The decision of who to invite as a keynote speaker will also depend on several factors such as budget, availability, academic representation and suitability. In any case, it is advisable to promote inclusivity in academia and, when you undertake the literature review, pay attention to which authors are cited, looking for those that maybe aren’t so ‘famous’ but are representative of that particular topic of research. Once you have decided who to invite, my advice is to contact them, regardless if you have already secured funding. It’s good to get in touch with researchers you are thinking of inviting, making them clear that the invitation and the event will depend on funding. With this, if you get funding, you will not only secure the attendance of some speakers that might need a lot of planning for attending (e.g. family commitments, other academic work…), but you will also create new links with other researchers. If in the end, the event can’t go ahead, you would have already established a new collaboration, and it will be easier for future planning.


Different plates with fruits on it

Different plates with fruits on it

Photo by dylan nolte on Unsplash

While you are in the process of sending out funding applications and you have already agreed on dates for holding the conference with your speakers, it’s advisable to start looking into the more logistical part.

Where? – This will depend on the number of attendees and your budget. Consider first if there’s a room at your Department to host this kind of event so you can save money on the room booking. The University also has rooms available free-of-charge, such as the TalkLab at the Main Library Building, and some others with only janitor-fees, like the James Bridie Memorial Library at the Glasgow University Union.

How? – Are you going to pay for all the meals? If you have enough budget, you might want to consider this option, booking via the Hospitality Services. Otherwise, you can also charge a small fee to attendees to cover the expenses of the same.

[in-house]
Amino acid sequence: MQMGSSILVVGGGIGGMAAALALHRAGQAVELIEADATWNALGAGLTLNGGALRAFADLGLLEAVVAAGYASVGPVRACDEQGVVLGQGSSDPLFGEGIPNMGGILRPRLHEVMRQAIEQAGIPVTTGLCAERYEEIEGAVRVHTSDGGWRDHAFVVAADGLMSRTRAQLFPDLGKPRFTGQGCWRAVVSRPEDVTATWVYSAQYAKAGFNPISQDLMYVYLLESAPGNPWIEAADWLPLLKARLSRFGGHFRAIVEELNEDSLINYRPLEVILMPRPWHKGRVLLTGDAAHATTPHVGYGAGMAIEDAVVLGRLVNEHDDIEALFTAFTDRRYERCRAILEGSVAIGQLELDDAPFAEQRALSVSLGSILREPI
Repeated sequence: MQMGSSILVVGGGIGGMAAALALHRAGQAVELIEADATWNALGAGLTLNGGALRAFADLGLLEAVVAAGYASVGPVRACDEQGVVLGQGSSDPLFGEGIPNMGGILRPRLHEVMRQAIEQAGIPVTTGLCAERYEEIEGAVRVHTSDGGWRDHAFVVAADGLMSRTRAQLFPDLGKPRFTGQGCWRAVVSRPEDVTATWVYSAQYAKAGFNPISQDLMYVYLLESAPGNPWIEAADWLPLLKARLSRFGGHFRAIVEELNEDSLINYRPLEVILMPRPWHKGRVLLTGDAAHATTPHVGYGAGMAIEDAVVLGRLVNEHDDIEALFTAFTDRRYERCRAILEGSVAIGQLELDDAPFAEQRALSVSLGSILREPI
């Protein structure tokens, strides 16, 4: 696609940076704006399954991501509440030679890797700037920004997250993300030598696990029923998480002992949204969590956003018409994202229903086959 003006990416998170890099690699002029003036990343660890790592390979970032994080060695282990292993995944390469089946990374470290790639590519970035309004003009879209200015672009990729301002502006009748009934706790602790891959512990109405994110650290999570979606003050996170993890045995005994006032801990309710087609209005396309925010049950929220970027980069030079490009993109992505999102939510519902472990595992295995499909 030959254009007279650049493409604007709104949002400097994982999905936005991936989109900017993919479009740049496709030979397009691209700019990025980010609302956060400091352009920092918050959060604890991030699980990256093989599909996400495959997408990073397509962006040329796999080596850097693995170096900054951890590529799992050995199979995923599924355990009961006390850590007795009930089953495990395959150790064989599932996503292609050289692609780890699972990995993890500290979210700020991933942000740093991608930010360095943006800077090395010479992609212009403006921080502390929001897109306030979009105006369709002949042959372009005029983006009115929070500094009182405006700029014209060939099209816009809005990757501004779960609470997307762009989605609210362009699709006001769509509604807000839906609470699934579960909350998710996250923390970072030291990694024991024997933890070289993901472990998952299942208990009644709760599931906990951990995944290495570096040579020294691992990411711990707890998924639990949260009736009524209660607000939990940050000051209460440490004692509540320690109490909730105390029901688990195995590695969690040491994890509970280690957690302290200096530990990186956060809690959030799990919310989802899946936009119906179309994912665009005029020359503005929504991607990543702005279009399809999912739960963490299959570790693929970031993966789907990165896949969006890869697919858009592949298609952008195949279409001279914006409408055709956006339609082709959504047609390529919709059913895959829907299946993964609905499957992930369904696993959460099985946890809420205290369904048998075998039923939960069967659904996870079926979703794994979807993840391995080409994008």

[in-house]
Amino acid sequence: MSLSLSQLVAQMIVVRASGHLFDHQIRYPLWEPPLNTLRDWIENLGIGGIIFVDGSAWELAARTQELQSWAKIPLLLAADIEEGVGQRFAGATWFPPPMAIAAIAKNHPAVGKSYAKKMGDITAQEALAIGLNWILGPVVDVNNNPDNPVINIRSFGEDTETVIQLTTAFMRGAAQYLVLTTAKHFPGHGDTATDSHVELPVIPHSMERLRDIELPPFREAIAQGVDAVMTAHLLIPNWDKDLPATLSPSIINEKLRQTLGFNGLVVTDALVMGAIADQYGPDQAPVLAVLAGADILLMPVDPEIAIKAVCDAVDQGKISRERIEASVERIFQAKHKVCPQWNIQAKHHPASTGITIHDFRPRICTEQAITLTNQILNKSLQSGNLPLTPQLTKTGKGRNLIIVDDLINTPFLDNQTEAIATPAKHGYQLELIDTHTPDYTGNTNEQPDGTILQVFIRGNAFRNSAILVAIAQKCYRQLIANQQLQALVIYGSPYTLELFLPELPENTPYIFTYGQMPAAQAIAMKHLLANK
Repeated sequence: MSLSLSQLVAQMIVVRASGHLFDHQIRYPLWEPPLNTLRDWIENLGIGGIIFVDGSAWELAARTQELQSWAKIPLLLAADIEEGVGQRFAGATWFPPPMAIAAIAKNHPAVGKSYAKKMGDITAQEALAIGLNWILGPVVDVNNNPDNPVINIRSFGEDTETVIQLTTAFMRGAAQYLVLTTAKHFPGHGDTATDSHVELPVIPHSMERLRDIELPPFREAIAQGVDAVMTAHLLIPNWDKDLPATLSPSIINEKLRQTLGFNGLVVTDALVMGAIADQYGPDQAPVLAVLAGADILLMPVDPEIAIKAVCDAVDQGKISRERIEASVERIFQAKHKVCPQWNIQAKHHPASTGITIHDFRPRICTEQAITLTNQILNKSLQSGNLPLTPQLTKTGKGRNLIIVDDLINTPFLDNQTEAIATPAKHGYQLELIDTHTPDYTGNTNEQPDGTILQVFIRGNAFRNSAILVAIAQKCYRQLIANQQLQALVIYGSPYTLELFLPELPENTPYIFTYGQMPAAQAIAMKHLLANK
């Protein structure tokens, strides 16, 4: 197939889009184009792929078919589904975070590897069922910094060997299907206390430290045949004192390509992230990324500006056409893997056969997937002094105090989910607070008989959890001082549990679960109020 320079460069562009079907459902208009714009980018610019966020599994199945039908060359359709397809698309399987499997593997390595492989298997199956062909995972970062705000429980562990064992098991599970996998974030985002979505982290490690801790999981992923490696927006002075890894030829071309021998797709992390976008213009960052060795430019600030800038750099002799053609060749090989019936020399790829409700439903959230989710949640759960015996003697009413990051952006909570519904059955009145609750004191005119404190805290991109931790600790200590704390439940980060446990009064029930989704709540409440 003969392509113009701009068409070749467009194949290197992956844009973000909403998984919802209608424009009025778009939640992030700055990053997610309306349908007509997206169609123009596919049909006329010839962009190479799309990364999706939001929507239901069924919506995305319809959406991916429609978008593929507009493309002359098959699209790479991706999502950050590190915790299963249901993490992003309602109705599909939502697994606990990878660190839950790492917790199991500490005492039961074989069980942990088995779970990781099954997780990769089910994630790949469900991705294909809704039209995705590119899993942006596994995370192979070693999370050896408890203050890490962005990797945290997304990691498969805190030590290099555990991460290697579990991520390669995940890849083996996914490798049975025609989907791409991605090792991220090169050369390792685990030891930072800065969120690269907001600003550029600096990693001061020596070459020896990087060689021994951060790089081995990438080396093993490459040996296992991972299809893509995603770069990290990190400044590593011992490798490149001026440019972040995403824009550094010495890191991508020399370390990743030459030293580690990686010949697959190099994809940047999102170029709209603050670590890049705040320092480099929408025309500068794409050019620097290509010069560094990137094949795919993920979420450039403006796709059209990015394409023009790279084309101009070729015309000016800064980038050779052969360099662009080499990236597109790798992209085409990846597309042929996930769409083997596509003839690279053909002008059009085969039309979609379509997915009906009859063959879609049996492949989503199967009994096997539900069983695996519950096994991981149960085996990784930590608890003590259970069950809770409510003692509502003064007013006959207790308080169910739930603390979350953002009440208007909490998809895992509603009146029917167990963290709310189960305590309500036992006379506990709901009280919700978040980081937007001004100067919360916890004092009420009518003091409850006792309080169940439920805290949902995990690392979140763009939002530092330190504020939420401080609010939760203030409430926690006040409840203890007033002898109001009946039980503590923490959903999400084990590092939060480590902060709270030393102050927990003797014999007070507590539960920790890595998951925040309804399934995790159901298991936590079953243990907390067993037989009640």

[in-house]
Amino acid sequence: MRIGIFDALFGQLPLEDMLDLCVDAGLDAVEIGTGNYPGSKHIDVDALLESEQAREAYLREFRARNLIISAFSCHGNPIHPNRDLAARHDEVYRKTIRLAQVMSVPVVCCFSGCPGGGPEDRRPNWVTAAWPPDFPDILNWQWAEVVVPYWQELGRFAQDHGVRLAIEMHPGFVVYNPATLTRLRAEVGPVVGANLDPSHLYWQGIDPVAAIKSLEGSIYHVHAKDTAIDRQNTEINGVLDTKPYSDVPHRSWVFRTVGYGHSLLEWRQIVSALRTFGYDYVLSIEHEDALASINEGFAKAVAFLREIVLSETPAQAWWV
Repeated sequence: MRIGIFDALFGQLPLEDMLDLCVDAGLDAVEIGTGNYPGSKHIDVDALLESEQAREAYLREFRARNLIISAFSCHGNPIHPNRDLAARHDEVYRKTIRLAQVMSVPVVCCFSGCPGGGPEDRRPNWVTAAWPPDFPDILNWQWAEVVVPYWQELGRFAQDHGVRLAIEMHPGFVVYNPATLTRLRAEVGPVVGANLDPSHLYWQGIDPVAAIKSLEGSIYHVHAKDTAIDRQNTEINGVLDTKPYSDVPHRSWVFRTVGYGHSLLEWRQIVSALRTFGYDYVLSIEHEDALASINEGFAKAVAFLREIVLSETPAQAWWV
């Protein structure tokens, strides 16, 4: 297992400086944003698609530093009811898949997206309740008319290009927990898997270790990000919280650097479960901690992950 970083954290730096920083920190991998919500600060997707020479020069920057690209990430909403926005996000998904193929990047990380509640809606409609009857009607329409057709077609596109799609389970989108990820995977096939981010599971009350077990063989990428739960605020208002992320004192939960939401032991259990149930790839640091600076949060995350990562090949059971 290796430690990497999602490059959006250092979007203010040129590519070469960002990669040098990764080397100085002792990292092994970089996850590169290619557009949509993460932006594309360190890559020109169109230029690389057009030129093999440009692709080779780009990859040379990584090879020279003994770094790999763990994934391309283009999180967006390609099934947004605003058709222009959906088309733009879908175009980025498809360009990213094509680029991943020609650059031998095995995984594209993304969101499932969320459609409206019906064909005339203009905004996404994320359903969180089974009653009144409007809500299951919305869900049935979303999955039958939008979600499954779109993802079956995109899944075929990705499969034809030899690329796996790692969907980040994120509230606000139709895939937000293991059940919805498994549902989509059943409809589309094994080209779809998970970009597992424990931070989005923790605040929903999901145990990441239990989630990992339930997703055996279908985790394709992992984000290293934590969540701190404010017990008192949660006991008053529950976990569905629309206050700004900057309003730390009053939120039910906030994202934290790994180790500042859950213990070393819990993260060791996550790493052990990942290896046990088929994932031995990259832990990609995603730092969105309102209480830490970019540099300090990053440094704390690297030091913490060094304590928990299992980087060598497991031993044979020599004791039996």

Who? – Who is going to be in charge of what? Are you going to need more people helping you on the day? Ask your colleagues for help and make sure you have enough people during the day. In the best of scenarios, at least one thing wouldn’t turn out as you were expecting, so it’s good to have the different tasks distributed so it’s easier to find last-minute solutions.

Call for Papers/Abstracts

Once you already got a resolution on your funding applications and you already have most of the details, it’s time to start publicising the conference. In our case, we also created a website for this, including a section on the UofG Philosophy website.

The literature review will turn out very useful in this case. For your Call of Abstracts/Papers, make sure you specify the theme of the conference. Be clear and concise about which topics the applications should be about. While you want to give enough freedom to applicants to send original pieces of work, you also want them to know which topics and research areas you are considering. This will save you time and rejections.

Leave enough time between the Call and the deadline, as well as between the dates for sending acceptances and the date of the conference. Giving enough time for applicants to prepare their applications and plan their attendance enhances inclusivity in academia.

Organising a conference for the first time isn’t an easy task and requires a lot of hard work and plenty of planning ahead. However, the results are very rewarding and it’s worth all the sweat and effort. The organisation of a conference won’t only count towards your CV but will also improve your networking and will provide you with new perspectives.

Cover photo by chuttersnap on Unsplash